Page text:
Heading to the UK last week, I had no proper idea of what to be expecting from The Great Escape. I had assumed it would be like SXSW but colder and by the beach, but aside from that, all I had to go on were stories from friends who’d showcased in Brighton in the past or from others who managed to make it out alive without suffering too much from a final night bender.
Once landed and in the seaside town, I was immediately struck by the prettiness of Brighton and its surrounds – what an excellent setting to have Europe’s largest festival for new music discovery. Armed with an iPhone full of artists I’d wanted to see, the following three days and nights would see me running from venue to venue in between interviews, catching what music I could.
Unlike SXSW, I had no real grasp on what sort of approach I should’ve taken when it came to manoeuvring my way around The Great Escape’s layout of venues, so I found I was making some of my own little music discoveries purely by stumbling upon rad artists when I’d get lost or ditch original plans and stop in at another interesting-looking venue en route to another.
The New Road Stage particularly had some excellent talent on show, offering the crowds walking from venue to venue entertainment to catch along the way through the duration of the festival. British singer Emmi was fantastic and brought some killer confidence to her set that did not go unnoticed, drawing hundreds in to stop in their tracks. With a stage line up that included the likes of Kim Churchill, Voodoo Love Orchestra, Siska and Just Waves, this particular outdoor set up gave me some great insights into the variety of musicians who were prepared to quickly set up in this setting and belt out killer sets for an ever-moving crowd.
There were established artists who were at the Great Escape to give fans a little bit of a throwback set or to introduce them to material soon to be released, like Band of Skulls and Highasakite – both artists had much hype surrounding their Brighton shows. Band of Skulls, who took to the stage at Concorde 2 on the Friday night had fans packed into the beachside venue like sardines, sweating over each guitar riff and drum beat. For the Norwegians Highasakite, their Komedia show had fans waiting longer than scheduled, but with their new album Camp Echo – at that point – primed for release following day, the band soldiered on and provided an experience people left suitably satisfied with.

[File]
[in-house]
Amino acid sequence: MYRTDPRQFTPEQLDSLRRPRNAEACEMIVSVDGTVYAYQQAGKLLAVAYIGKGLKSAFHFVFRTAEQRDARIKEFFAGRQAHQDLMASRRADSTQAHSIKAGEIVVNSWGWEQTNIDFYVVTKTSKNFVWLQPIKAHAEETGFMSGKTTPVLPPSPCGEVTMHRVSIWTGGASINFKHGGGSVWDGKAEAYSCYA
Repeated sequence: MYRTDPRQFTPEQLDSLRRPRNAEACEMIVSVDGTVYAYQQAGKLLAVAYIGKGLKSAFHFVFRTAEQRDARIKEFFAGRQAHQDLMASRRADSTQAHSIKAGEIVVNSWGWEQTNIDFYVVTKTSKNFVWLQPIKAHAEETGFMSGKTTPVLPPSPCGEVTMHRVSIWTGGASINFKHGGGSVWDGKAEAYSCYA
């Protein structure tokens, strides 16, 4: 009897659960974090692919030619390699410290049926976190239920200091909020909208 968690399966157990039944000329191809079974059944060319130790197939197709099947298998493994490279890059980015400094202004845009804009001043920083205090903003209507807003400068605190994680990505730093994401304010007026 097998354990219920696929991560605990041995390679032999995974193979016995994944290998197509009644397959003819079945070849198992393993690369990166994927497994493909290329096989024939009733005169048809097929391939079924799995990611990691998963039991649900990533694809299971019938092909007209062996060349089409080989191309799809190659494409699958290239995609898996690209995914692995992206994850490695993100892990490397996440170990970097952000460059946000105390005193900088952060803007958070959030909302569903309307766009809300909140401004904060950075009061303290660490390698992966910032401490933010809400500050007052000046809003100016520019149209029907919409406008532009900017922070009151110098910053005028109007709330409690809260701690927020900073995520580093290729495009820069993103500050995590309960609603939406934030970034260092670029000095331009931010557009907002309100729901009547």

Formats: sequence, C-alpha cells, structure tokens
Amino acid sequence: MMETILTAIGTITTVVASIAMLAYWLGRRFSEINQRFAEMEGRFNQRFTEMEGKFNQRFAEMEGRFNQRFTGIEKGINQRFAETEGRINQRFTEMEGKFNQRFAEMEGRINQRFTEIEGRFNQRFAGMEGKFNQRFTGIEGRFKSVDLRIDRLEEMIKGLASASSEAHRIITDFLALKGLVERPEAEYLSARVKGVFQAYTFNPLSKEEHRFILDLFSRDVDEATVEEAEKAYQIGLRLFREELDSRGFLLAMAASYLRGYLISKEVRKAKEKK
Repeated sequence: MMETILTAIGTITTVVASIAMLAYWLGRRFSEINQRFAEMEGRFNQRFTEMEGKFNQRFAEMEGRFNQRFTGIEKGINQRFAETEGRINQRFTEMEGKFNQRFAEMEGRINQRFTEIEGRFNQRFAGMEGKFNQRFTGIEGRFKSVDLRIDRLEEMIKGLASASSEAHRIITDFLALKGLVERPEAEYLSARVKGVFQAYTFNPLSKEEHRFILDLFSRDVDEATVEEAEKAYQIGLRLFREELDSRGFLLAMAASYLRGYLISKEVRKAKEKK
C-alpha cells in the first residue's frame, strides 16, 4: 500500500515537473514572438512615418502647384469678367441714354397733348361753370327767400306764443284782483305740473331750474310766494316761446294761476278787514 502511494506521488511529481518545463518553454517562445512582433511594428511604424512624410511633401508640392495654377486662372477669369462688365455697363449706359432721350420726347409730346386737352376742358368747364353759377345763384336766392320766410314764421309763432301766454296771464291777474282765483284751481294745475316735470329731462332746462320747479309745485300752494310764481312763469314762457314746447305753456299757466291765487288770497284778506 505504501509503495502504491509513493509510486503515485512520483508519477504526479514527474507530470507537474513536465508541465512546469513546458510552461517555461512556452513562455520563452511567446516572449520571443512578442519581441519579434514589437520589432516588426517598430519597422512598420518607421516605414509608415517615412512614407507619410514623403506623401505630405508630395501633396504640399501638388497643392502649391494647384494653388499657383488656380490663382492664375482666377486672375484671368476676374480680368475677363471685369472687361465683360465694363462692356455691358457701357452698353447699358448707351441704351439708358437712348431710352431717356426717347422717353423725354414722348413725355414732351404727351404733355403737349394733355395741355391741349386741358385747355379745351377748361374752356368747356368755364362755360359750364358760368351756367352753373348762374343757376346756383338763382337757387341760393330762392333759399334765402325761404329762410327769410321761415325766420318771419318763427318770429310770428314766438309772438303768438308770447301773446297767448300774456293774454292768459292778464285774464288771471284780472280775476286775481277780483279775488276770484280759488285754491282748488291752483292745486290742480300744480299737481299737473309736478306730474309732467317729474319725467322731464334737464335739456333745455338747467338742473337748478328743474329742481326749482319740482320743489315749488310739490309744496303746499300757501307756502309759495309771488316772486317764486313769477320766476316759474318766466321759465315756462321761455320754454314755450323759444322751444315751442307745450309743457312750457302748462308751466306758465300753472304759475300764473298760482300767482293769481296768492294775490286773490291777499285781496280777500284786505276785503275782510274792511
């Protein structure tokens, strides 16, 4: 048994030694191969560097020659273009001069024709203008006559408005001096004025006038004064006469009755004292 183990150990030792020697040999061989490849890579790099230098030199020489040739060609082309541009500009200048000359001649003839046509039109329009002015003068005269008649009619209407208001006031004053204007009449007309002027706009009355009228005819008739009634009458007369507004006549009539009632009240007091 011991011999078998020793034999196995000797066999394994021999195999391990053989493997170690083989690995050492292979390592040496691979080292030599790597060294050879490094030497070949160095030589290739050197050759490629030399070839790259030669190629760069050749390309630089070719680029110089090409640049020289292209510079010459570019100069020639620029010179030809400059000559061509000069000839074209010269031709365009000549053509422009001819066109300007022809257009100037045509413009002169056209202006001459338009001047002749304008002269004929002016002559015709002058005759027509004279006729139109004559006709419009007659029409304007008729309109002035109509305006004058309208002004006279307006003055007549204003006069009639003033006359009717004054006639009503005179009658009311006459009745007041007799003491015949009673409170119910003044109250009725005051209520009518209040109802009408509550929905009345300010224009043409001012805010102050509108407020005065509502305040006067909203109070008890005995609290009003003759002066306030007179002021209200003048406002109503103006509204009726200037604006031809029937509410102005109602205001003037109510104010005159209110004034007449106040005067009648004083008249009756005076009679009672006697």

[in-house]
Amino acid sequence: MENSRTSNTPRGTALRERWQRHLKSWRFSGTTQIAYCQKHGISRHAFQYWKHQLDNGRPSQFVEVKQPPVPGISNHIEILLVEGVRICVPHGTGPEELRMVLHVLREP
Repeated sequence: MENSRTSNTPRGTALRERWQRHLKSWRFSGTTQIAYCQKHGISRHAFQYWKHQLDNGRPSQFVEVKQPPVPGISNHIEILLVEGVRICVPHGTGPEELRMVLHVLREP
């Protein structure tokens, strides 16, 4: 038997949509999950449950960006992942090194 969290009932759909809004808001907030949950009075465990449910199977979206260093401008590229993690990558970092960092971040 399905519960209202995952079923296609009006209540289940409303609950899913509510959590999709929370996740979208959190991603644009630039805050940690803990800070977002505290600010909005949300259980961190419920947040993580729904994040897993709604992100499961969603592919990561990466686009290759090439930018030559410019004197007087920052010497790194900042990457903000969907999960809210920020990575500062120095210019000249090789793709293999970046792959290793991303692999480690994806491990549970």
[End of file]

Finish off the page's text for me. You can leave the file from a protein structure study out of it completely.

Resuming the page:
The Vevo At The Great Escape lounge took over Wagner Hall, hosting emerging artists on the outdoor stage during the day while at night, the indoor venue played host to some electrifying live sets. Toothless, the solo project of Bombay Bicycle Club‘s Ed Nash, performed their second ever show on Thursday – a shaky start would lead to a set of beautiful tunes stripped back, offering us an insight into what Nash has been writing for some time now on his own. The nights to follow would bring the likes of Craig David‘s TS5, Mabel, Jake Bugg and more to the venue and long, long queues to get in as well.
Previous Spotify playlists listened to in the lead up to The Great Escape led me to the likes of Beaty Heart, Fenne Lily, Little Hours, Blossoms and Hardwicke Circus – from indie rock to some gorgeous pieces of acoustic folk arrangement, the British were coming through strong across all three days and nights of programming. The latter, Hardwicke Circus, had some strong Hold Steady vibes around their set and smashed out a great show ahead of The Joy Formidable on the festival’s Saturday night.
In terms of the Australians who’d flown out to the UK for the festival, there’s no denying that we had a brilliant contingent representing for our scene. Sounds Australia’s presence in Brighton was felt strongly throughout and in light of recent funding cuts, it did feel like everyone was going that extra bit harder.
Northeast Party House (pictured above), had Komedia sweating during a late afternoon set on Friday, while Julia Jacklin, Methyl Ethel, City Calm Down and Dreller also had people talking at various meetings that would follow. BANFF stood out as a particular highlight for me – with a full band behind him sounding mint, his set at The Aussie BBQ on Saturday was one of my favourites of the festival.
Adelaide’s Grenadiers, who were wrapping up a tour of the UK at Brighton, nailed each set I was able to see, performing with a ferocity and tightness that held the crowd’s attention and held it well. Similarly but perhaps not surprisingly, Gang of Youths would have the same effect at The Aussie BBQ and then at the Radio X showcase at Concorde 2 later that evening; armed with new songs ready to be unleashed, the Sydney favourites had Brighton crowds in the palm of their hands easily.
For my first time at The Great Escape, the experience taught me just how vast the European touring and emerging music scene is and how much live music lay on an average UK music fan’s doorstep. Though, while you might feel like a small fish in a bigger pond, seeing how Australian music is being praised and hungrily absorbed by crowds out on the opposite globe – as TGE proved – made the wider music community we exist in feel that little smaller.